TOM DUNNE clarifies the issues surrounding different forms of property tax.

The debate about property taxes can be intense and often this is due to a lack of clarity about the concepts involved, not to mention the exact meaning of terms used. Such lack of clarity is always a recipe for unhelpful confusion and heat. To assist discussions after the budget, it is worth trying to get some precision about the nature of property, the character of property taxes and the language used.

Charges and taxes
First, let us start by saying something that appears obvious but is worth making clear. A tax is a compulsory payment to the State and there is no legal choice about paying it. Other words can be used and frequently are but, essentially, if it is paid to the State and is compulsory, it is a tax.

There is a useful distinction between a payment made without reference to specific benefits or services, and compulsory payments for particular services received by the taxpayer. The latter are called hypothecated taxes and could be called charges rather than taxes. That distinction can be blurred and often is, but it helps to keep it in mind when discussing property taxes.

Many of the services provided by local government can be identified and costed, and a property owner given a clear indication of what they are being charged for. To the extent that this is done a local property tax can be seen more as a charge than a tax. The major reason for levying local property taxes is precisely because doing so is regarded as the best means of distributing the burden of the provision of many of the services of local government among those who benefit.

If houses are to be taxed to pay for unspecified services, and this includes a subsidy to other households, then it may be more a tax on one specific form of wealth, begging the question: why is a wealth tax only being applied to houses and not to other forms of property?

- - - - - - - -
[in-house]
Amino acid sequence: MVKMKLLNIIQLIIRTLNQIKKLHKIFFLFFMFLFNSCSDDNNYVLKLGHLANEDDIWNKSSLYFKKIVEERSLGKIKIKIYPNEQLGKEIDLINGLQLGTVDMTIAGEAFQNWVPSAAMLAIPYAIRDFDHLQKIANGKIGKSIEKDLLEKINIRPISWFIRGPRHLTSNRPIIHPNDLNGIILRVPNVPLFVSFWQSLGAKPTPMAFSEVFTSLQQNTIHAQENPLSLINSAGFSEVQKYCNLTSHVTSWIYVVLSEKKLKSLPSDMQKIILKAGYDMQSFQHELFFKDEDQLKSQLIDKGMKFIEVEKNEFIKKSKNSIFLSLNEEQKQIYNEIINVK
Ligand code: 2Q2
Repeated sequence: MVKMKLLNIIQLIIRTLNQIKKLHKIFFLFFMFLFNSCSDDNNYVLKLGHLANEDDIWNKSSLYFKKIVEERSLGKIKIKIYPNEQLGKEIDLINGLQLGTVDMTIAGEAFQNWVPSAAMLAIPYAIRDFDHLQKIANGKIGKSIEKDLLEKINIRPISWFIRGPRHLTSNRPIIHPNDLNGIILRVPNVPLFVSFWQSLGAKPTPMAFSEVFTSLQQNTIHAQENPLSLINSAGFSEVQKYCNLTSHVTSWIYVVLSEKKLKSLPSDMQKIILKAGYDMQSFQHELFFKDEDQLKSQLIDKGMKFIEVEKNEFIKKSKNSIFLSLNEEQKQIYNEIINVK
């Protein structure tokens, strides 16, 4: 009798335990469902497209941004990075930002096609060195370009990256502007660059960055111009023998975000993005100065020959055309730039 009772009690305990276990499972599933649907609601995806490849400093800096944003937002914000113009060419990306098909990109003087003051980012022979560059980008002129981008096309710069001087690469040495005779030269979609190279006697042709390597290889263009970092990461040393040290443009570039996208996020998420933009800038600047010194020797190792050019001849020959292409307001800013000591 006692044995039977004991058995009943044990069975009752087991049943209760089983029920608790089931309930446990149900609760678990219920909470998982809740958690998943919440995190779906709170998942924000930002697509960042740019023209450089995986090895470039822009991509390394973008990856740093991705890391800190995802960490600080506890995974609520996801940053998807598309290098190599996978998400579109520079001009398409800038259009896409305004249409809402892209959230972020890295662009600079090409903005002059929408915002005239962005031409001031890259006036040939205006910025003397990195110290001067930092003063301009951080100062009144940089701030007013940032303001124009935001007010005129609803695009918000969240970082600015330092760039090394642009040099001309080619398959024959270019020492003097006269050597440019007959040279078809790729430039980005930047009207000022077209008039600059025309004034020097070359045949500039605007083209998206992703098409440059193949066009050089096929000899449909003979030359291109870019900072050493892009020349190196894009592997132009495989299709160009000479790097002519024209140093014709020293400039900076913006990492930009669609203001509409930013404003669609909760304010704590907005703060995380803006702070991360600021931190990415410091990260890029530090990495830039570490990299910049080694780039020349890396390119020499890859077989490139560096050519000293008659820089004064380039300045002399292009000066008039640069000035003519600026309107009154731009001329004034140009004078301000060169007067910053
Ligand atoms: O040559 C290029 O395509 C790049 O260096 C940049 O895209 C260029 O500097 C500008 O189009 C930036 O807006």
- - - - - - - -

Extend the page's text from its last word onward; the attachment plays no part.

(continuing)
The word ‘property’ can simply mean anything that is owned, but is often taken to denote the more specific case of landed property. All property is of course a form of wealth, but there is an important distinction between land and other forms of property.

Land is part of providence and exists regardless of man. Other forms of property were created by man and exist in the form of capital or wealth, and may be physical, but not necessarily so. Using this distinction, a house, for example, can be seen as an amalgam of two factors: capital, i.e., the bricks and mortar etc., and the land on which it sits. In this conceptualisation a house is one property made up of two elements: land and buildings.

Landed property is different
Classical economists saw land as being different to other forms of property, having particular characteristics that made it intensely appealing as a subject of tax. For example, land cannot be hidden, with a consequence that land taxes cannot be avoided, a particularly attractive characteristic. Most important, economic theory holds that taxes on land do not distort economic activity, unlike labour taxes for example. Because of these most economists find the arguments for taxing landed property compelling and this reasoning is the basis of the appeal of land and site value taxes, which attempt to separate out the land element of landed property. But it is not as simple as that. In many discussions about economics and tax, land is often conflated with capital, and reflecting this, most of us see land and buildings as forming one piece of property.

Importantly, many of the strong arguments for taxing land do not apply as firmly to taxing the whole property. A lot depends on the relativity of the site value to the value of the whole property. In many locations, particularly at times when economic activity is depressed, all the value might be in the buildings and the value of the site might be nominal and little above agricultural value.

It is clear that a tax on property can have a disincentive effect, which does not exist if the land value element only is taxed. This is most clearly seen in the argument that property taxes deter people from improving their homes, which would not be valid if only the site was taxed.

In some jurisdictions this problem is accommodated somewhat by having what is called a split-rate tax, where a separate assessment is made on the land and buildings and the rate of tax applied to each would reflect the distinction. Landed property is indeed different, and while there are compelling arguments for taxing wealth held in this form, isolating the land element can be complex. If it is intended to tax wealth, then landed property should certainly be included, but separate from that there is a strong case for using property taxes as a tool for recouping discretionary spending by local authorities, and clarity about intentions would greatly help the design of the tax and how and who should pay.

Who should pay – owner or occupier?
This depends on what the tax is intended to be. Is the property tax a form of wealth tax or is it a charge for services? If it is a wealth tax the owner should pay, and if it is a charge for services then the occupier should pay.